Geostationary Lightning Mapper takes on forecasting

By Teri West and Chrysandra Medley

On June 2, a severe storm threatened Rock the South, an outdoor music festival in Cullman, Alabama.  In an effort to avoid delaying or canceling the event, forecasters used technology enabled by the Geostationary Lightning Mapper (GLM), a satellite-based lightning mapping instrument designed to aid storm predictions.  With the lightning imagery, they could tell that the storm would skirt the festival and the music proceeded as planned.

The GLM, a device aboard the GOES-16 satellite, maps lightning strikes across the Western Hemisphere.  It detects lightning optically, as opposed to ground-based networks that detect radio waves.  These two sets of data used in conjunction allow for complete coverage over the Western hemisphere.

CICS-MD, which processes data from the GLM, is currently rolling out a flash extent density product to all National Weather Service forecast offices.

The product collects data on the number of lightning flashes that travel through an area over a given time period.

With this data, forecasters can better predict severe weather conditions, allowing decisions makers in turn to improve their safety decisions. Scott Rudlosky, the leader of the development of gridded GLM products at CICS-MD, appeared on The Weather Channel on July 16 for two interviews about the GLM and its flash extent density product

Rudlosky is a SCSB/STAR/NESDIS/NOAA visiting associate research scientist working in collaboration with ESSIC/CICS-MD.  He also serves on the National Weather Service (NWS) Lightning Safety Awareness Team and the NWS Total Lightning Implementation Working Group.

“It’s up in geostationary orbit so it constantly stares at the United States and the surrounding oceans and takes 500 frames per second.  By doing that, it’s able to capture where the lightning is occurring and also how much lightning is occurring,” said Rudlosky during the interview.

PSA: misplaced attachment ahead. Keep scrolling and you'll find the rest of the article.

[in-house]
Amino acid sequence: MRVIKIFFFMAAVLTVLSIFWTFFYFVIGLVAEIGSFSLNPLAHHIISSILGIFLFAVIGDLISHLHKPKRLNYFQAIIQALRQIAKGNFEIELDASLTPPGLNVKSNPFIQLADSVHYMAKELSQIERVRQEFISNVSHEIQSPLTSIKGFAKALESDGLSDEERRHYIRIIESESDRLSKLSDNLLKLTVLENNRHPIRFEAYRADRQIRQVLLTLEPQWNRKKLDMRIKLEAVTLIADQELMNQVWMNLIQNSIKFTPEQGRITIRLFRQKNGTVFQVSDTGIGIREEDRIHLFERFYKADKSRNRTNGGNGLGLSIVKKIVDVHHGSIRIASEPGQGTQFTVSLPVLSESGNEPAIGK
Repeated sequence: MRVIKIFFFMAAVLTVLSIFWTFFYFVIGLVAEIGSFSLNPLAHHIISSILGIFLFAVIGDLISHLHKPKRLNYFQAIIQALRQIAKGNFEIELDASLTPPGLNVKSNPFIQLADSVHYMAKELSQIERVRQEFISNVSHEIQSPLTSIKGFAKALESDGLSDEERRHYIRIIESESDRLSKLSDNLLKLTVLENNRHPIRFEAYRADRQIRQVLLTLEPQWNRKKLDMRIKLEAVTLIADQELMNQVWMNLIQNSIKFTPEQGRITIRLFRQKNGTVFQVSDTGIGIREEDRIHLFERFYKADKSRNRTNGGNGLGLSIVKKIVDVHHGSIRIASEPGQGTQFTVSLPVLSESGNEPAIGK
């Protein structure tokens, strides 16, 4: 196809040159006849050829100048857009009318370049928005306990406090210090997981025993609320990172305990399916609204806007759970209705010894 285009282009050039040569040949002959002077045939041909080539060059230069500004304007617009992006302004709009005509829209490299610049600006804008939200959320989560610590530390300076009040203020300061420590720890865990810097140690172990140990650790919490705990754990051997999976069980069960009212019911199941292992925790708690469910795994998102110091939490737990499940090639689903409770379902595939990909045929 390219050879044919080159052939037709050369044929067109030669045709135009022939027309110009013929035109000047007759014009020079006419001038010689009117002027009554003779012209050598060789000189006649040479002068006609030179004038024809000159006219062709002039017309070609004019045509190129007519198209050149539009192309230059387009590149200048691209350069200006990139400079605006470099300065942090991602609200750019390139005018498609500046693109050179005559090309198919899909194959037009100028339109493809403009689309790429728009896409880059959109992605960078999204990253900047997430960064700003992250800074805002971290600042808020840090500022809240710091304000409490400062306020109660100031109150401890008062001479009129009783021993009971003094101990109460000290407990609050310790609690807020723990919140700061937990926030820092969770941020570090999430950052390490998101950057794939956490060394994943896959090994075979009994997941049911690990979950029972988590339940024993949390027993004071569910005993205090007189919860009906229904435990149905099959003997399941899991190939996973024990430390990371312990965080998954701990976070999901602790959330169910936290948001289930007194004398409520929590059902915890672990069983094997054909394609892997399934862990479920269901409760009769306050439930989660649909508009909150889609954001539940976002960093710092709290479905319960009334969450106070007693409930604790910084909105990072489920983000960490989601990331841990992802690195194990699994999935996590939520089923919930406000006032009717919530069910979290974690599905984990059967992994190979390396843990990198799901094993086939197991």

Forecasters have not previously had access to lightning data from space.

“We’ve taken the base GLM observations and really tailored them for the weather service environment.  Starting today, forecasters will be able to watch this lightning data and they can look for trends and storms.  Once they see the lightning rate ramping up, they can have confidence that that storm is getting more intense and produce severe weather,” said Rudlosky.

Two NOAA Hollings Scholars, William Maguire and Allie Mazurek, are interning with Rudlosky as part of the CICS-MD Summer Institute and are supporting the ongoing research and programming behind the project.

Maguire is a rising senior at Penn State where he studies meteorology. He has been digging through data to understand the fraction of light that the GLM detects.

Mazurek, who studies atmospheric science and geography at the University of Georgia, specifically targeted CICS-MD this summer, given the newness” and innovation of the GLM project.

“It’s been exciting to watch and be a part of – a little tiny part of – something that’s been years and years in the making,” Mazurek said.

She has been reviewing forecaster feedback on the products and coding a program to track GLM outputs. Forecasters will then be able to review past outputs and the GLM team will be able to identify any gaps.

A major addition to GLM tracking will be data from GOES-17, NOAA and NASA’s latest geostationary satellite launched in March of this year. When the satellite eventually reaches its planned GOES-West position, GLM coverage will span from the coast of New Zealand to the western coast of Africa.

To learn more about the GLM and to stay abreast of the team’s research and development efforts, visit Lightning Resources at CICS-MD.  To keep up with what is happening at ESSIC, be sure to follow our Twitter (@essicumd) and Facebook accounts.